The impact of ethnic-racial socialization messages from socialization agents on Black ethnic-racial identity



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It is known that ethnic-racial socialization messages received by Black youth are critical to their ethnic-racial identity development. Despite recognition that identity achievement is rarely completed by the end of adolescence and Black youth are embedded in larger multicultural familial, communal, and societal contexts, previous studies almost exclusively focus on parents as the isolated provider of ethnic-racial socialization messages during adolescence. Using a sample of 171 Black emerging adults, this retrospective study focused on the influence of four unique types of ethnic-racial socialization messages from diverse ethnic-racial socialization agents throughout adolescence and emerging adulthood on the development of Black ethnic-racial identity during emerging adulthood. Participants reported that although parents, adult family members, and siblings were the most influential socialization agents during adolescence, they became less influential during emerging adulthood as peers gained more influence. Across all developmental periods, emerging adults reported the strongest messages they received were egalitarian and racial pride messages and the weakest messages they received were negative messages. Additionally, seven different profiles of ethnic-racial identity development during emerging adulthood were identified and were predicted by the types of ethnic-racial socialization messages emerging adults received from adolescence through emerging adulthood. These results highlight the importance of receiving racial pride and racial barrier messages along with minimal egalitarian and negative messages from socialization agents in order to foster a healthy and positive Black ethnic-racial identity during emerging adulthood. Clinical implications, family life education implications, implications for diverse socialization agents, and areas for future research based on the findings of the present study are discussed.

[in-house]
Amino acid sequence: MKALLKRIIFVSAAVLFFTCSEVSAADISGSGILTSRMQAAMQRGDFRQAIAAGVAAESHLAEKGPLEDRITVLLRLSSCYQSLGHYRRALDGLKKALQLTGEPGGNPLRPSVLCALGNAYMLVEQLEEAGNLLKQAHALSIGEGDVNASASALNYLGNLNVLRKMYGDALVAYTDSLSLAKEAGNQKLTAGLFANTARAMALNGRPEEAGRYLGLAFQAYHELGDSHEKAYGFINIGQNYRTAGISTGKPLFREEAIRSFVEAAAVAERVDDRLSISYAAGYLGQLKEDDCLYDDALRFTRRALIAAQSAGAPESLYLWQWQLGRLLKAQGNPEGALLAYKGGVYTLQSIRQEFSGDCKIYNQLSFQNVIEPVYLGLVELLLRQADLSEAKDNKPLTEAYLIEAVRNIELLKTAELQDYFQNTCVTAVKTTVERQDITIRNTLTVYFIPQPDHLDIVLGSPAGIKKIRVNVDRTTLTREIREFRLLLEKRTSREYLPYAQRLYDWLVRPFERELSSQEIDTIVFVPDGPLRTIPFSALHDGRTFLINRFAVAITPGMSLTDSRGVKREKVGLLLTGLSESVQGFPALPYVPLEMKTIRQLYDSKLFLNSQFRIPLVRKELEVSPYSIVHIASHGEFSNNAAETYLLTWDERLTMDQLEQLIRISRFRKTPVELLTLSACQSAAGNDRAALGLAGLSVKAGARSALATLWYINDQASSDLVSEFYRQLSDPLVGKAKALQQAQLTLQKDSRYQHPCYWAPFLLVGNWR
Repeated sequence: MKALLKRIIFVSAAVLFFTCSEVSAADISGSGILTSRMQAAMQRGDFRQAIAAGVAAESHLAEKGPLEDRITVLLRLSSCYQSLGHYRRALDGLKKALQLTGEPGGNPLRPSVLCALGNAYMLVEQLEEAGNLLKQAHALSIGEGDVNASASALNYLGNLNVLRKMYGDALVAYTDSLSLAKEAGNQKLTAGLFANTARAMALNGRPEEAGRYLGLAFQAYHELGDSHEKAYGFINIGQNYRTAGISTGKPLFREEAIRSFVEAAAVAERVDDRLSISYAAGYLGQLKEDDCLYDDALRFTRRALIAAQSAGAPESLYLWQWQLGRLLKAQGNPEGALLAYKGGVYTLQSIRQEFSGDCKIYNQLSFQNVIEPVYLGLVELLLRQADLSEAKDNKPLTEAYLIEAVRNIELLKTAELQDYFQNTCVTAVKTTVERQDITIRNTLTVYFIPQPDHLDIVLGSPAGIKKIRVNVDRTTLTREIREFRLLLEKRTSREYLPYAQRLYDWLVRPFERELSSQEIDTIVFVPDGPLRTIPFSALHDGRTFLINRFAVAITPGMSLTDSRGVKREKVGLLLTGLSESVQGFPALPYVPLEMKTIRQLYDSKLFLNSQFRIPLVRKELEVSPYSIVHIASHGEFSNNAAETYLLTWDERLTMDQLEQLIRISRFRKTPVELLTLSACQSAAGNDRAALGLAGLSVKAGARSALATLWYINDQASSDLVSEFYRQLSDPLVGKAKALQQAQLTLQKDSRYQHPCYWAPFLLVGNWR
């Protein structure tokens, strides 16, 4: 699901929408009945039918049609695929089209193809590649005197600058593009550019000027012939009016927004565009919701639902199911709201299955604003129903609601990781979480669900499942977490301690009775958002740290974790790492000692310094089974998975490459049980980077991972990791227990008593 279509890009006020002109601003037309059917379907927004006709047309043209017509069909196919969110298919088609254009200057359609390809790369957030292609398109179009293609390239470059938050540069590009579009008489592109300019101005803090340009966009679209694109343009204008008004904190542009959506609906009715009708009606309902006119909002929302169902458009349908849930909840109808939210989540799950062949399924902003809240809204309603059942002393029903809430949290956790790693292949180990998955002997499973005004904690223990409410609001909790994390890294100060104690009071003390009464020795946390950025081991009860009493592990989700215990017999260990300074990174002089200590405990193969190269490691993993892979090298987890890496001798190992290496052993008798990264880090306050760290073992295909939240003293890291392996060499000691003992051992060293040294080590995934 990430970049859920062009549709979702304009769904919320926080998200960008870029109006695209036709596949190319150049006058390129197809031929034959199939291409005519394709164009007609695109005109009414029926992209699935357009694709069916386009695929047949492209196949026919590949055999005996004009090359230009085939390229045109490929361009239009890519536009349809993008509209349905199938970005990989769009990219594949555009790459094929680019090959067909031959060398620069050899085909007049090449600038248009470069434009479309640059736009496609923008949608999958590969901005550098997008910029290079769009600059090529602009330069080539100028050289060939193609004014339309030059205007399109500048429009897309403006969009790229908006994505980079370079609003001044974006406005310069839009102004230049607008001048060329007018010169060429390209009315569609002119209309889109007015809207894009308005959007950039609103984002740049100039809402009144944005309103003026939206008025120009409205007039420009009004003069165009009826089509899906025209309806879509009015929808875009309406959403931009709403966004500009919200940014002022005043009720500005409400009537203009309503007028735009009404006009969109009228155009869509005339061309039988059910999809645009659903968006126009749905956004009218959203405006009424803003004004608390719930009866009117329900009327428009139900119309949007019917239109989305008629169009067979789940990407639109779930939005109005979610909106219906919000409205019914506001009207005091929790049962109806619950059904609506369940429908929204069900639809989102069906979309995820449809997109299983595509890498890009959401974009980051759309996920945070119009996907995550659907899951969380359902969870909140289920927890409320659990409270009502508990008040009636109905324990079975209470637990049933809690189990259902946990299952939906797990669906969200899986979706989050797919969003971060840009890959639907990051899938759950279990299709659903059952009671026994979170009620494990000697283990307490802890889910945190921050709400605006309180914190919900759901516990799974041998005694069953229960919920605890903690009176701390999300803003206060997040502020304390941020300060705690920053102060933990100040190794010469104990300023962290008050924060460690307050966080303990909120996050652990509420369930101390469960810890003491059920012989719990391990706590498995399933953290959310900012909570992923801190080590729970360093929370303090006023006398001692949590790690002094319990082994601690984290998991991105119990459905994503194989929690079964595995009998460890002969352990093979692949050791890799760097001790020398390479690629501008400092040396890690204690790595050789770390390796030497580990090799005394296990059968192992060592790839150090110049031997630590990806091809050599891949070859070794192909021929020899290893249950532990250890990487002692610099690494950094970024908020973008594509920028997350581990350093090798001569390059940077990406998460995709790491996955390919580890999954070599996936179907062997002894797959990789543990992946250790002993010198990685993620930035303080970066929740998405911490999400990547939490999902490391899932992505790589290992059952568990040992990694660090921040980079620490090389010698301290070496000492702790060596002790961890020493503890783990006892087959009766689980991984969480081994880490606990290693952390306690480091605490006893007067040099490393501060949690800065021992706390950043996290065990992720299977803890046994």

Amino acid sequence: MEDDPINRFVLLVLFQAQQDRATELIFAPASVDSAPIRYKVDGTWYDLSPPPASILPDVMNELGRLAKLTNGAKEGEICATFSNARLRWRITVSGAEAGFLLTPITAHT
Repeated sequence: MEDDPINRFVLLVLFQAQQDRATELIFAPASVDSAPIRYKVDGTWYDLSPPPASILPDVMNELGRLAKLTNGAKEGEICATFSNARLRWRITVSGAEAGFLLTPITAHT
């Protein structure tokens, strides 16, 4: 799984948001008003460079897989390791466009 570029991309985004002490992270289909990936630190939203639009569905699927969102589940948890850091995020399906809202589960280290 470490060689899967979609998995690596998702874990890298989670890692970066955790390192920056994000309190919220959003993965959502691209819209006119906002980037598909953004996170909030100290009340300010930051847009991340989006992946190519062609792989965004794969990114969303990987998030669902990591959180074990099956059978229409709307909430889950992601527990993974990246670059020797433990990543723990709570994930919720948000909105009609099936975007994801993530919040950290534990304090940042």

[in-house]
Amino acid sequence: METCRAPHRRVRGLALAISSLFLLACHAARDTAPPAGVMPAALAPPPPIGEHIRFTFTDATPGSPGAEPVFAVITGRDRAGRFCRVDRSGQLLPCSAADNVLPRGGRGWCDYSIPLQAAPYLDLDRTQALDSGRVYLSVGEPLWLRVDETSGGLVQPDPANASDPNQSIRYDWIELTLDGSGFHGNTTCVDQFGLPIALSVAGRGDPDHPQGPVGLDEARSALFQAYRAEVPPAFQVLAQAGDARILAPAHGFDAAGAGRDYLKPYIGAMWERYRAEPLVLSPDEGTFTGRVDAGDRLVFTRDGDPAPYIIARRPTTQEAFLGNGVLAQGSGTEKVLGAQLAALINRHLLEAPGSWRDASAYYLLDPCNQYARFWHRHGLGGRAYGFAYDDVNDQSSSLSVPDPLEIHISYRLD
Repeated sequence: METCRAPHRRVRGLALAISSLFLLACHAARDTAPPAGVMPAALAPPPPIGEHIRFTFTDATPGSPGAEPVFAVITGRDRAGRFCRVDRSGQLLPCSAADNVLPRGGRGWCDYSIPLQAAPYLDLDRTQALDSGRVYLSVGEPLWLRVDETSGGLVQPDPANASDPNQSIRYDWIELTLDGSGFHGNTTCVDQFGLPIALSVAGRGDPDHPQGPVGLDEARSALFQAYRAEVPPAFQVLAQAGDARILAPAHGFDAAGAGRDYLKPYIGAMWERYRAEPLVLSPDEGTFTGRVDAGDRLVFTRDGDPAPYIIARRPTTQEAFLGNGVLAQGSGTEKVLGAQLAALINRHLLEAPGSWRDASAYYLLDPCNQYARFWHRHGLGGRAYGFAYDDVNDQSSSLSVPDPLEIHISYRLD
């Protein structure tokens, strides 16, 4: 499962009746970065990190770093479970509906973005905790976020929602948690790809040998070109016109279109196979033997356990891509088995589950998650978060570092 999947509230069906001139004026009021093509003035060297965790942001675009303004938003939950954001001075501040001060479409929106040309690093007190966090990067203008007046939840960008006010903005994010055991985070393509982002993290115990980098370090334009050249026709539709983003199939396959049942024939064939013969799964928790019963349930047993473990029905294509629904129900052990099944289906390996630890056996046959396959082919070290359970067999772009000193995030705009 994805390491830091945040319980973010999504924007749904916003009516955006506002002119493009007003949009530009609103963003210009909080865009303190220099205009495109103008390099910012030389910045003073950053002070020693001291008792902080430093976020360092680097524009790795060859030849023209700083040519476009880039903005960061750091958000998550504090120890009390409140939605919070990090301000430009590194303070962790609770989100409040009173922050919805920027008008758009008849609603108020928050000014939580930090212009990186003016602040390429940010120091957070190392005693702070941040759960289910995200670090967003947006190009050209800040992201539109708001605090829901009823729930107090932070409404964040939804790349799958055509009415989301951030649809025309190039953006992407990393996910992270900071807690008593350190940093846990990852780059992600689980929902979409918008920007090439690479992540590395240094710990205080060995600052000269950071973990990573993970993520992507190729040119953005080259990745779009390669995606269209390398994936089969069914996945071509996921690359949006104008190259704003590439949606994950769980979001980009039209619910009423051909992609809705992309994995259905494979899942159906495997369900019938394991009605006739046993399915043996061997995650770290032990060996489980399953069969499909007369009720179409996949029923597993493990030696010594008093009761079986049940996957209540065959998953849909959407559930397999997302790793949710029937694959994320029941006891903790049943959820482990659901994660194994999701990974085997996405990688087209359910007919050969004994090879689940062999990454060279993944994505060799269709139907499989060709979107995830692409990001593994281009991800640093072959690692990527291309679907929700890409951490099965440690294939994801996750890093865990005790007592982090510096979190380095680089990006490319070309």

Identity development, Black identity, Socialization messages, Socialization agents, Minority identity, Racial identity

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Doctor of Philosophy


School of Family Studies and Human Services

Major Professor

Amber V. Vennum